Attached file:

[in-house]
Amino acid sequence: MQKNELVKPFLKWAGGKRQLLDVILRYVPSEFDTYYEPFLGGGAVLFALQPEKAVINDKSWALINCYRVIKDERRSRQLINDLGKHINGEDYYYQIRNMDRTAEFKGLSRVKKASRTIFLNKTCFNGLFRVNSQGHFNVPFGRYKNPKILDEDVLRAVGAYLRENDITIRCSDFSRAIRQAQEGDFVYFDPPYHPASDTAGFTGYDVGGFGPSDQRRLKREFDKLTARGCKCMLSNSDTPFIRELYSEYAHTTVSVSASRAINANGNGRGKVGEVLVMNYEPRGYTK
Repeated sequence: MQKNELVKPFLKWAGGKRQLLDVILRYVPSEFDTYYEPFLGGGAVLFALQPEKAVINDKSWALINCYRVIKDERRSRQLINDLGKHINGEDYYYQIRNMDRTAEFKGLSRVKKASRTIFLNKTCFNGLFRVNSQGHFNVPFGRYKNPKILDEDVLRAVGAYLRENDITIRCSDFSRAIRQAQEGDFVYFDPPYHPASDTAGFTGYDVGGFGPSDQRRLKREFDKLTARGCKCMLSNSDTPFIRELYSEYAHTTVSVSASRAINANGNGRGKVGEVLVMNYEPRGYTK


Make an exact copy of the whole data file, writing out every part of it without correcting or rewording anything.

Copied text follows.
[in-house]
Amino acid sequence: MQKNELVKPFLKWAGGKRQLLDVILRYVPSEFDTYYEPFLGGGAVLFALQPEKAVINDKSWALINCYRVIKDERRSRQLINDLGKHINGEDYYYQIRNMDRTAEFKGLSRVKKASRTIFLNKTCFNGLFRVNSQGHFNVPFGRYKNPKILDEDVLRAVGAYLRENDITIRCSDFSRAIRQAQEGDFVYFDPPYHPASDTAGFTGYDVGGFGPSDQRRLKREFDKLTARGCKCMLSNSDTPFIRELYSEYAHTTVSVSASRAINANGNGRGKVGEVLVMNYEPRGYTK
Repeated sequence: MQKNELVKPFLKWAGGKRQLLDVILRYVPSEFDTYYEPFLGGGAVLFALQPEKAVINDKSWALINCYRVIKDERRSRQLINDLGKHINGEDYYYQIRNMDRTAEFKGLSRVKKASRTIFLNKTCFNGLFRVNSQGHFNVPFGRYKNPKILDEDVLRAVGAYLRENDITIRCSDFSRAIRQAQEGDFVYFDPPYHPASDTAGFTGYDVGGFGPSDQRRLKREFDKLTARGCKCMLSNSDTPFIRELYSEYAHTTVSVSASRAINANGNGRGKVGEVLVMNYEPRGYTK